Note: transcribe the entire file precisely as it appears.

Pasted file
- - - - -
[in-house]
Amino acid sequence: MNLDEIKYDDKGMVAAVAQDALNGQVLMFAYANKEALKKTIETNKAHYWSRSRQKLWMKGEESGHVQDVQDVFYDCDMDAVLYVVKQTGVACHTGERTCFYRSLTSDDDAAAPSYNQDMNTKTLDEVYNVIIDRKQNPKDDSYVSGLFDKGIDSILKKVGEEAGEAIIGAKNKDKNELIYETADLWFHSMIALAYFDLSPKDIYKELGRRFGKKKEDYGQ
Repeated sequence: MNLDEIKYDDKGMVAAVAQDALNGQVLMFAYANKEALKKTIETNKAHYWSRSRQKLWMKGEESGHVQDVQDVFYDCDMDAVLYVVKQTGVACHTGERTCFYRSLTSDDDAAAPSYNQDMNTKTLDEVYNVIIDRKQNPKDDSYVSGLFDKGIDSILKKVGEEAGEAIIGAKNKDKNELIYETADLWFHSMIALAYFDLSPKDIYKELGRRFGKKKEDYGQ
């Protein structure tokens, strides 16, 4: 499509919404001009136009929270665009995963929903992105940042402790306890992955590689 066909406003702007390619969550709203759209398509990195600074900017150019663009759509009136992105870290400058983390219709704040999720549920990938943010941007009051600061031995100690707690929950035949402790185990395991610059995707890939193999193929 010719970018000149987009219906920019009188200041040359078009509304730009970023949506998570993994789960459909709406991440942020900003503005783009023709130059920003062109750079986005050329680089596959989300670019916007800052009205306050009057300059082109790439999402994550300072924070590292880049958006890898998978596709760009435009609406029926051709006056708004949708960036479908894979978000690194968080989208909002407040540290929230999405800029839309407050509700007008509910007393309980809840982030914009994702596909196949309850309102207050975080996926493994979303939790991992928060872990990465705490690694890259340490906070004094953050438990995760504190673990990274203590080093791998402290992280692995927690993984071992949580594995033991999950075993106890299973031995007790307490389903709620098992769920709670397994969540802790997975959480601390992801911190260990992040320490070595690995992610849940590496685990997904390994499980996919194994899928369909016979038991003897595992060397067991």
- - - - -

[in-house]
Amino acid sequence: MNLDEIKYDDKGMVAAVAQDALNGQVLMFAYANKEALKKTIETNKAHYWSRSRQKLWMKGEESGHVQDVQDVFYDCDMDAVLYVVKQTGVACHTGERTCFYRSLTSDDDAAAPSYNQDMNTKTLDEVYNVIIDRKQNPKDDSYVSGLFDKGIDSILKKVGEEAGEAIIGAKNKDKNELIYETADLWFHSMIALAYFDLSPKDIYKELGRRFGKKKEDYGQ
Repeated sequence: MNLDEIKYDDKGMVAAVAQDALNGQVLMFAYANKEALKKTIETNKAHYWSRSRQKLWMKGEESGHVQDVQDVFYDCDMDAVLYVVKQTGVACHTGERTCFYRSLTSDDDAAAPSYNQDMNTKTLDEVYNVIIDRKQNPKDDSYVSGLFDKGIDSILKKVGEEAGEAIIGAKNKDKNELIYETADLWFHSMIALAYFDLSPKDIYKELGRRFGKKKEDYGQ
């Protein structure tokens, strides 16, 4: 499509919404001009136009929270665009995963929903992105940042402790306890992955590689 066909406003702007390619969550709203759209398509990195600074900017150019663009759509009136992105870290400058983390219709704040999720549920990938943010941007009051600061031995100690707690929950035949402790185990395991610059995707890939193999193929 010719970018000149987009219906920019009188200041040359078009509304730009970023949506998570993994789960459909709406991440942020900003503005783009023709130059920003062109750079986005050329680089596959989300670019916007800052009205306050009057300059082109790439999402994550300072924070590292880049958006890898998978596709760009435009609406029926051709006056708004949708960036479908894979978000690194968080989208909002407040540290929230999405800029839309407050509700007008509910007393309980809840982030914009994702596909196949309850309102207050975080996926493994979303939790991992928060872990990465705490690694890259340490906070004094953050438990995760504190673990990274203590080093791998402290992280692995927690993984071992949580594995033991999950075993106890299973031995007790307490389903709620098992769920709670397994969540802790997975959480601390992801911190260990992040320490070595690995992610849940590496685990997904390994499980996919194994899928369909016979038991003897595992060397067991």